A Toast to Old Men and Old Charters Posted by: Aaron Stearns | 0 Comments
Daddy didn’t drink much bourbon.
He kept it, there was always a half-gallon of Jim Beam in the kitchen cupboard for anybody who’d ask, but he himself drank Jack Daniel’s Tennessee Whiskey. I don’t know why, except he’d been in the service, traveled the world and developed a fondness for Frank Sinatra. It was just one of his quirks, like the bemused contempt he held for the Beatles (which I suspect he got straight from the scene in Goldfinger where Bond insists that “drinking Dom Pérignon ’53 above a temperature of 38° Fahrenheit” is “as bad as listening to the Beatles without ear muffs”) and his fondness for the countrypolitan stylings of Jack Greene and Ray Price. Though Daddy drew the line at Bobby Goldsboro, I grew up thinking country music was something you could sing in a tux.
I say this just so you will understand that I didn’t grow up with all the advantages, and that I’ve even had some overcoming to perform in my life. I wandered in the wilderness for years. I drank canned Schlitz in high school, and I thought it was cool when my buddy Jet Van Zandt got his own apartment and a water bed and filled up one of those mini-fridges with Miller High Life ponies. I was so clueless in college that I smuggled — and by smuggled I mean I didn’t wave the bottle in the assistant provost’s face until after I made it through the turnstile — a pint of Canadian Mist into Tiger Stadium on a Saturday night.
Friend of mine from Vanderbilt says that would have got me blackballed from all the better fraternities around Nashville. Lah-di-damn-dah.
Anyway, I was probably 30 years old before I settled on bourbon as my drink. And that was after flirtations with Remy Martin champagne cognac (thank you Pete Townshend, you beautiful old sot), Italian wines (go ahead, quiz me on the old Denominazione di Origine Controllata) and single malt Scotch (which I liked well enough until I realized Scotch drinkers had more rules than folk singers).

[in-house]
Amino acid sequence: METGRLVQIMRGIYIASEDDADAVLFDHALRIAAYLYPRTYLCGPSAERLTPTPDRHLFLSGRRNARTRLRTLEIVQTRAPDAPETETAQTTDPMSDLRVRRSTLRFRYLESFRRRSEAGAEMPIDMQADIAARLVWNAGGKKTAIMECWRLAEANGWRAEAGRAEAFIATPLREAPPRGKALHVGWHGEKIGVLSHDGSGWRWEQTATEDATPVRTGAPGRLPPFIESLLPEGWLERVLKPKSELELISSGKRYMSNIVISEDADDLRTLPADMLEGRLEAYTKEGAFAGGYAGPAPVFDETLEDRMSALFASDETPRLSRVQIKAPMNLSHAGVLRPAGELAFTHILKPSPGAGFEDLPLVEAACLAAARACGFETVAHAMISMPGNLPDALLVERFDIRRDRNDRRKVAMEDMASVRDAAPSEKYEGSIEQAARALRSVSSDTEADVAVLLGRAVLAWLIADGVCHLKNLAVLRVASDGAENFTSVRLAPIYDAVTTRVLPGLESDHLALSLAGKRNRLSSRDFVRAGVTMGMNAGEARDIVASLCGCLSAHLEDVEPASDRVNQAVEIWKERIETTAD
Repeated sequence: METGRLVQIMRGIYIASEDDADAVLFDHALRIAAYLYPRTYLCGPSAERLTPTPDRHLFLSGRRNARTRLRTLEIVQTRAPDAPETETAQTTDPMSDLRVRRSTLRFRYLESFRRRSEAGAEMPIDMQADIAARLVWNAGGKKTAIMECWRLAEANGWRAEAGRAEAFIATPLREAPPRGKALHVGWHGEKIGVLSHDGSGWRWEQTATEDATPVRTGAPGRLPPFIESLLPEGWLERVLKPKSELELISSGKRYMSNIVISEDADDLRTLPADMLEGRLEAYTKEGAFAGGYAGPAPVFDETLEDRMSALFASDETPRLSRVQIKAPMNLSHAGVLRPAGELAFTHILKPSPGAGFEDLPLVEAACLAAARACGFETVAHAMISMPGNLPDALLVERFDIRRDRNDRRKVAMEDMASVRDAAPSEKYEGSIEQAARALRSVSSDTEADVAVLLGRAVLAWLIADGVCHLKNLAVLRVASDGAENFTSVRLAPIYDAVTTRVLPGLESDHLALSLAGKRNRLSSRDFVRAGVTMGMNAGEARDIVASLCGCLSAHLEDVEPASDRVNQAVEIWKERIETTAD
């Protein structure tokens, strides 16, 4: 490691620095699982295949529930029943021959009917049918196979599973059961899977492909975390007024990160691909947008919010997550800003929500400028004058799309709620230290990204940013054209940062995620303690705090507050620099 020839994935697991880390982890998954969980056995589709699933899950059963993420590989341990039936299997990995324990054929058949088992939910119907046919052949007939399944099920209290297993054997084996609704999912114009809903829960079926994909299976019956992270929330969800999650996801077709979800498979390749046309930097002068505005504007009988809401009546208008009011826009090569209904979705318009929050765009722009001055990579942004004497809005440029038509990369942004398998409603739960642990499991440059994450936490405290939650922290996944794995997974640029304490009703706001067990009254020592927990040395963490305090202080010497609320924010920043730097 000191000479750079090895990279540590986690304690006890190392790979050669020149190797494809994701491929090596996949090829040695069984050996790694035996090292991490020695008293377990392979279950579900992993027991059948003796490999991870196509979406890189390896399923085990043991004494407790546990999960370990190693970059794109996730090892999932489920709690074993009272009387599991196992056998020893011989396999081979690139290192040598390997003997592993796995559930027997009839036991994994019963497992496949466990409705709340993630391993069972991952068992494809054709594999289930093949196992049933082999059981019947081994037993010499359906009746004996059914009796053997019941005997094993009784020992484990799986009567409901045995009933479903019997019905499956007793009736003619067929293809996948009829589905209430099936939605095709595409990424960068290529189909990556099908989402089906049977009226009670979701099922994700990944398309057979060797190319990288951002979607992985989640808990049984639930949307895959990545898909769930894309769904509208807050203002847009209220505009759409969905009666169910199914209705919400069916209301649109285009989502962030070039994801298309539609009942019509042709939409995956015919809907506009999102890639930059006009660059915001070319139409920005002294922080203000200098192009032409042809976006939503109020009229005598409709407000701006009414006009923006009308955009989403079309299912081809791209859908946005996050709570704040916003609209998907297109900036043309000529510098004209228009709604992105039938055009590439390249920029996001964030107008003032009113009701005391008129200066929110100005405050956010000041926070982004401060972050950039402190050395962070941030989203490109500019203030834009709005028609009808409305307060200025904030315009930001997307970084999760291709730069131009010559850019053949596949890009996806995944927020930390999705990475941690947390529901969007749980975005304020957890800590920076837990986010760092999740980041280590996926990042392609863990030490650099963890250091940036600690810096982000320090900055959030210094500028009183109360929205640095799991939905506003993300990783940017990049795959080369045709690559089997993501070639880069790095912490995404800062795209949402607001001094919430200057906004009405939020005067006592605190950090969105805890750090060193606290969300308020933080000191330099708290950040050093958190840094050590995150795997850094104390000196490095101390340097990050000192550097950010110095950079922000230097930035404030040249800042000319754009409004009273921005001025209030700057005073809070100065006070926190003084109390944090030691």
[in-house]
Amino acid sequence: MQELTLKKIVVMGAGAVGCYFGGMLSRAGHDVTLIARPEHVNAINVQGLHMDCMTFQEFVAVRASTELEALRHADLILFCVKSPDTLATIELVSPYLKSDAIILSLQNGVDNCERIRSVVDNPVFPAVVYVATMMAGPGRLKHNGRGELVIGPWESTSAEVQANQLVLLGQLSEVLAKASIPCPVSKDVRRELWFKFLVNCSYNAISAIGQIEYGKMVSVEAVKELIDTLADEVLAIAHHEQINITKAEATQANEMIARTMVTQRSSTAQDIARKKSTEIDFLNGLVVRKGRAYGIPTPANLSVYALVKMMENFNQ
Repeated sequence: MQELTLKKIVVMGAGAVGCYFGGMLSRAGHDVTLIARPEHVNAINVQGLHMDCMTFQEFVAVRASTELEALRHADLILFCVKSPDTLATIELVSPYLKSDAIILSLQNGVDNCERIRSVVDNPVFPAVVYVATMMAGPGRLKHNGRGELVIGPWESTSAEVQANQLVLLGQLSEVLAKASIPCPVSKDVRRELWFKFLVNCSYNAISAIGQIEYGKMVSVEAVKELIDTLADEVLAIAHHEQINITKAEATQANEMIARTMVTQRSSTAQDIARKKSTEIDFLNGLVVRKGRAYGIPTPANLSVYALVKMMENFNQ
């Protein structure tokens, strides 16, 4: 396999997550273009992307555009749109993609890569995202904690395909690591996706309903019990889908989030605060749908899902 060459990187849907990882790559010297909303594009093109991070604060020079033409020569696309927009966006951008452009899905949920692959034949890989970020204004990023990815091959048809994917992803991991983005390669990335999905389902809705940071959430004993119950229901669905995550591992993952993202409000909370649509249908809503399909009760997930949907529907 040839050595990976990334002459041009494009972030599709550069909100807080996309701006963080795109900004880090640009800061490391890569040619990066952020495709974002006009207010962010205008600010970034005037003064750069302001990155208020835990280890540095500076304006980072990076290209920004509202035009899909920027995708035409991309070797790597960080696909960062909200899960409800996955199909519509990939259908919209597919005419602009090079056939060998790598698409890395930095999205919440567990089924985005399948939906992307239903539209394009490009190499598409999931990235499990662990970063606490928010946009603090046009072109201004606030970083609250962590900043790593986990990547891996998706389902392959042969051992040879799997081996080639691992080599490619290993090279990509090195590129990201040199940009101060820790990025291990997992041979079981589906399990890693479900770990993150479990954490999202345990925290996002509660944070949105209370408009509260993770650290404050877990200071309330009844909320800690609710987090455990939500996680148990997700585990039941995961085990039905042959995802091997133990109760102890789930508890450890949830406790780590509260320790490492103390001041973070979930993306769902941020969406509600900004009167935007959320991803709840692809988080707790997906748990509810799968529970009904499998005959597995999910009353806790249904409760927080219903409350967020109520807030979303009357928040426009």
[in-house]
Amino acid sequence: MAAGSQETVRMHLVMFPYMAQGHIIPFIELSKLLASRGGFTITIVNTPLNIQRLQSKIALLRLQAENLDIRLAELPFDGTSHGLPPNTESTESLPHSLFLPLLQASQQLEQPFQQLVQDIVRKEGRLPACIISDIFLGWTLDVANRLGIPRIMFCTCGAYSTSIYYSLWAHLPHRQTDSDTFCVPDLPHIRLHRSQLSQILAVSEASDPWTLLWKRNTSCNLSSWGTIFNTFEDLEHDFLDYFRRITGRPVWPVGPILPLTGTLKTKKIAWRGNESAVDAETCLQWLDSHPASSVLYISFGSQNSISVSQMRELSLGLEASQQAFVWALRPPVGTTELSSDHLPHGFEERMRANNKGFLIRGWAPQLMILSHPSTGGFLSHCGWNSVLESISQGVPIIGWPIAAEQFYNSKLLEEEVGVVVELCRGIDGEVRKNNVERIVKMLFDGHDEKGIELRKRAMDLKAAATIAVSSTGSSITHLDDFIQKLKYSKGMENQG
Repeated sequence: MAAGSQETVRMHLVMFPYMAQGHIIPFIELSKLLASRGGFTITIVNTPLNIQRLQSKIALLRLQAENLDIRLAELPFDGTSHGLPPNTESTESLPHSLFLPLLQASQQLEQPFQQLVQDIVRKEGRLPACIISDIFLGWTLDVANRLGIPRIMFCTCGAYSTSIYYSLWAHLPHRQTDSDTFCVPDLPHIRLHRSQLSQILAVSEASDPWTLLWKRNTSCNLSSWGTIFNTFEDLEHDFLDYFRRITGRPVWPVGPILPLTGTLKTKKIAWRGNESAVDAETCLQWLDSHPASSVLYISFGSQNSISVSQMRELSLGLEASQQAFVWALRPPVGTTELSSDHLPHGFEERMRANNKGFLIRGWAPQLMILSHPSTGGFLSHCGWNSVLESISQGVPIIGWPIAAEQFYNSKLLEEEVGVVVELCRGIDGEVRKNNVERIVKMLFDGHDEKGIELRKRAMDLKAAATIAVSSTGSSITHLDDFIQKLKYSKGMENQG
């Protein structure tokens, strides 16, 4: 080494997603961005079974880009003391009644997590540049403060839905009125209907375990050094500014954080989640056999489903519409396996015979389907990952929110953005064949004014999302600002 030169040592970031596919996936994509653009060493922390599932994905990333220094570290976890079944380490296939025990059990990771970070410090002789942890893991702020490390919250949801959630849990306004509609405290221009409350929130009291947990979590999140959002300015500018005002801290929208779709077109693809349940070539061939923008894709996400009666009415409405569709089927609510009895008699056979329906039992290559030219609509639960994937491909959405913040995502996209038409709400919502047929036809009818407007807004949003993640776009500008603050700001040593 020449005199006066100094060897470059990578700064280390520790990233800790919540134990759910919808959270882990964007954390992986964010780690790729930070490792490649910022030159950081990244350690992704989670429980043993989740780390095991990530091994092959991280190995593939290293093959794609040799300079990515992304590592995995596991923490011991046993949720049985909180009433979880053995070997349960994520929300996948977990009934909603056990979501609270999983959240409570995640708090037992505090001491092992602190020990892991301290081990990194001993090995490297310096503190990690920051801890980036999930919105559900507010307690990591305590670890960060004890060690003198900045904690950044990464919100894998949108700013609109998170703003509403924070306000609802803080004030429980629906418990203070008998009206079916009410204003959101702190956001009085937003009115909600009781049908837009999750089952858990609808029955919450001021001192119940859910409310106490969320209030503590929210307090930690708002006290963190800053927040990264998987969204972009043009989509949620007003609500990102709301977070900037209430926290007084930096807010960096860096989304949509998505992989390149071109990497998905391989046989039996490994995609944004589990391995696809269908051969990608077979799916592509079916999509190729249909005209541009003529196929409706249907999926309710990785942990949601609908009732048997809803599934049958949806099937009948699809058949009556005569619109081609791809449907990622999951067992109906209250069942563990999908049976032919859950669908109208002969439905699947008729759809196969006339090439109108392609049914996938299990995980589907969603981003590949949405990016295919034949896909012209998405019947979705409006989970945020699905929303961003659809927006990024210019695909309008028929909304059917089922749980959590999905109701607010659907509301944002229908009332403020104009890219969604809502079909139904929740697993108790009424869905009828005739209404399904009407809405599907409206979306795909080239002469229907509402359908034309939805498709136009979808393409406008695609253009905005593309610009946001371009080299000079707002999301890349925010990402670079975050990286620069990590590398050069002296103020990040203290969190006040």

So maybe you got a head start on me. But who among us hasn’t changed majors a time or two? All you without sin, go on and chuck a rock at me (but understand that among the motley regulars hanging about my place hoping to avail themselves of my top shelf stuff is at least one bona fide seersuckered-up lawyer who owes me plenty).
That’s enough introduction. I want to start at the beginning, so to speak, by which I mean where I started. I imagine that when I was back in high school, driving around the dark roads listening to Foreigner and Journey and the original Lynyrd Skynyrd, I might have had a sip or two of Old Grandad or Wild Turkey (though that was a little pricey for us back then), but the main bourbon we drank was Old Charter.
(Not that we thought too much about what it was — we also bought and drank a lot of Pepe Lopez tequila and Black Tower wine and 151 proof rum that we’d pour over our Icees. Sophisticated lot, us.)
Anyway, the way it would work is that, after we’d cruised the McDonald’s, we’d swing over the the Sonic and order 32-ounce Coca-Colas, pour out about half the soft drink and most of the ice and replace it with about a quarter of a fifth of Old Charter. (There were four of us generally, Billy Jinks, Mike Ritter and Henry L. “Not the serial killer” Lukas, and we pretty much murdered the gallant soldier quickly — there might have been a little left over for freshening.)
Because we’d all passed chemistry, we generally went for the 101 proof O.C. rather than the standard 80 proof. We preferred the knot of fire it made in the gullet to the roasted vanilla, caramel and honey notes of the 8-year-old standby.
But the palate, they say, becomes more refined as you get older. And I have progressed — I am not ashamed to call myself a pretty successful semi-professional bourbon drinker — and my tastes have become more rarified. At any given time I’m likely to have the seals snapped on five or six high-dollar bourbons. In the months to come, if they let me keep going, I’ll tell you about them and about the history of this most American spirit.
But I wanted to start off by telling you a little bit where I come from, and to let you know that while I do like my Pappy’s, et. al., that when I started drinking (a long time ago, children, back when it was legal to drink as an 18-year-old, sometime after they came up with the designated hitter but before the introduction of the three-point line) the very first bourbons I had were the cheapest ones. I still retain some affection for Old Charter, Old Grandad, Old Crow and Evan Williams (the busthead, not Big Cat, the long-drive champion) .
In fact, I still keep a liter of Evan Williams handy. In the back of the bar on a low shelf. And, yeah, in that Baccarat decanter too.